Use Your Apple TV/Computer to Monitor Behavior

Wondering what a student at the back of the room is up to on their iPad?  Have a student that has lost your trust to work independently on the iPad?  Request that the particular student AirPlays their and
AirServer allows you to view an iPad right from
your Mac home screen.
screen to your Apple TV (or to your MacBook directly if you have access to AirServer) keep an eye on what they are up to during work time.

If you are interested in a copy of AirServer for this purpose (allows students to mirror their iPad to your Mac) and you are an SDW staff member, please email one of the SDW Tech Coordinators to receive a copy.




Use Proximity to Monitor/Re-Direct Off-Task Behavior

The most effective method for deterring off-task or inappropriate behavior is not a technology solution at all.  You, the adult in the room, are the most effective deterrent.  The teaching tools provided to staff (MacBooks and iPads) are intended to give staff the mobility they need in the classroom.  Take full advantage of it.  

Use your body positioning to challenge off-task behavior.  Teach from the back of the classroom today, or off to the side.  Mill through the area where students are seated during work time.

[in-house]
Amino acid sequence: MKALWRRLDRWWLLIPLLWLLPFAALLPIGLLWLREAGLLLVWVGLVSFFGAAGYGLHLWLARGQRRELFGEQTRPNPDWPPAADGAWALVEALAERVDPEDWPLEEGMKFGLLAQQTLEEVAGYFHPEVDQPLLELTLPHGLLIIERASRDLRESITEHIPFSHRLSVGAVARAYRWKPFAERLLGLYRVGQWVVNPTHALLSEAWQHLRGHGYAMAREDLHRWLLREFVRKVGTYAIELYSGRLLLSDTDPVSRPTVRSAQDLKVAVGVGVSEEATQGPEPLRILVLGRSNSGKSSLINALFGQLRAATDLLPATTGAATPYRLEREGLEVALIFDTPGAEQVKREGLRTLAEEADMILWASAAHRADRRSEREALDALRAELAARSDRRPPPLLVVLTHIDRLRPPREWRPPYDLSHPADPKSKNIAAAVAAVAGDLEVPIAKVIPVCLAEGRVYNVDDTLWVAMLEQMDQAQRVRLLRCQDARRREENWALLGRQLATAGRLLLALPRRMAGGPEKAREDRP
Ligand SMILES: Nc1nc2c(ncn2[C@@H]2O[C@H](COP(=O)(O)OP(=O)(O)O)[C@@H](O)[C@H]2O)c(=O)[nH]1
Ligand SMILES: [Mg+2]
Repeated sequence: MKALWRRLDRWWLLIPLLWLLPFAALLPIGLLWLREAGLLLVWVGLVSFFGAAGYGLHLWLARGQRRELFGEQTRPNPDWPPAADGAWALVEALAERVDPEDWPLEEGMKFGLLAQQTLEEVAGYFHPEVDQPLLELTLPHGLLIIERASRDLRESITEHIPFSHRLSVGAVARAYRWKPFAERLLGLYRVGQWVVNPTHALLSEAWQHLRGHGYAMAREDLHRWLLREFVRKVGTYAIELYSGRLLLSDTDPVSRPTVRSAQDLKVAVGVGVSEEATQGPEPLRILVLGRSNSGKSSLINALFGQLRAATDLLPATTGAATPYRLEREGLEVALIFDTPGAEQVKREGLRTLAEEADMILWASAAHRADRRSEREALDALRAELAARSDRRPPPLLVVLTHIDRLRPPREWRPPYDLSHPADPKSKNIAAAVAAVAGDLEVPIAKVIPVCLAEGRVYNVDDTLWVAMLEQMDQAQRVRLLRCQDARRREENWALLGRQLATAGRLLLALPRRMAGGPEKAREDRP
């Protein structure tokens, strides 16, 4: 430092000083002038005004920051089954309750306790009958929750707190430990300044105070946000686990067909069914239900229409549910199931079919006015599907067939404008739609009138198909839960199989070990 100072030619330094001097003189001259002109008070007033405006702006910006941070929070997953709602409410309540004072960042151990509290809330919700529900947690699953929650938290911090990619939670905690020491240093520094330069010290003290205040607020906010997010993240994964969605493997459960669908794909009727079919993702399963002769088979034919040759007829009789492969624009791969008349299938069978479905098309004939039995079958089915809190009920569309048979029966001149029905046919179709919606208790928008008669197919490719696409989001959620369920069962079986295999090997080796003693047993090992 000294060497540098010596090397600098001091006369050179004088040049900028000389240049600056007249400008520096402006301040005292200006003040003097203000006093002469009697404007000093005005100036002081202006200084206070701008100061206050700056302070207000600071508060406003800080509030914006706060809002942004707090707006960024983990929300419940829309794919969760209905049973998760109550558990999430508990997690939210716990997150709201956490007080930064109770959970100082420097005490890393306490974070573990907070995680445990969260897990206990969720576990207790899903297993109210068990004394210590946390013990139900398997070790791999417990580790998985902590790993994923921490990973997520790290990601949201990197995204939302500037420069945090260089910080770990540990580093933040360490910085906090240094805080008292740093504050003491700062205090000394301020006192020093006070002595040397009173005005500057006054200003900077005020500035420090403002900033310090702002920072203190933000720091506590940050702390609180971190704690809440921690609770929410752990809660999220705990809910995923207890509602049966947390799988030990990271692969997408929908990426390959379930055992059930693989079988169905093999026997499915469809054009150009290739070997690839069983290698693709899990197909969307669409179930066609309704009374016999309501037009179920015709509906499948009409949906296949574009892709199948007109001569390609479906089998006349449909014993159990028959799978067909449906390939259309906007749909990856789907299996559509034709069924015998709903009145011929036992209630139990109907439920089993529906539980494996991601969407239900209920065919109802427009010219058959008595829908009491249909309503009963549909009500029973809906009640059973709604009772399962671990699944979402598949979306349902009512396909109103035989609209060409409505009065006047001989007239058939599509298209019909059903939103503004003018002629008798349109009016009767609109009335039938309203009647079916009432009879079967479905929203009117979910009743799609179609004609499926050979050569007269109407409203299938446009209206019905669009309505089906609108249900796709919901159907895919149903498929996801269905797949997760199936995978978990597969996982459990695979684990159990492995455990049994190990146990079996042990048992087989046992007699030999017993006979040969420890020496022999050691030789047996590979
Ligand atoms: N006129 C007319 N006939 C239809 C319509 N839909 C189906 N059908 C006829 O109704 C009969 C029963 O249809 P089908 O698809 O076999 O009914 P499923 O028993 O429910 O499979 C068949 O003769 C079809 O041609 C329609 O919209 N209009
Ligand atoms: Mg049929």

Address What You See

If a student is off-task, start with a gentle verbal reminder or tap on the shoulder.  If the off-task behavior continues, know your action plan/consequences and start putting them into play.  This is about consistency.  Every day we have to be willing to work the plan in our classroom.  This is a marathon, not a sprint.  Over time consistency will pay off!

Change Your Room Layout to Match the Task/Circumstances

We know that old adage that form should always match function.  Your classroom should be the living, breathing incarnation of this.  If you find that the students in a certain part of the room are not on task, change the design of the room, the location of the desks, or the teacher's primary seat/station to address the issue.

Maybe you do not have new furniture to work with in your classroom.

 Maybe you still have 30 desks to deal with daily.

That's okay.  Re-configurations with desks are just as effective for changing the form (and potentially the function) of your classroom.


Here are some general tips:
  • If collaboration and/or communication in your classroom matters, find ways to have students facing each other (even if they are not facing the front of the room).
  • Leave clear walkways throughout the classroom and encourage students to remove clutter from those walkways.  This will allow adults in the room to walk through and look over student shoulders.
  • Eliminate a "back of the room" using a curve or u-shaped configuration, moving student desks off the back wall.
If you are looking for some new ideas with desks, this site may be helpful: Cornerstone: Classroom Desk Arrangement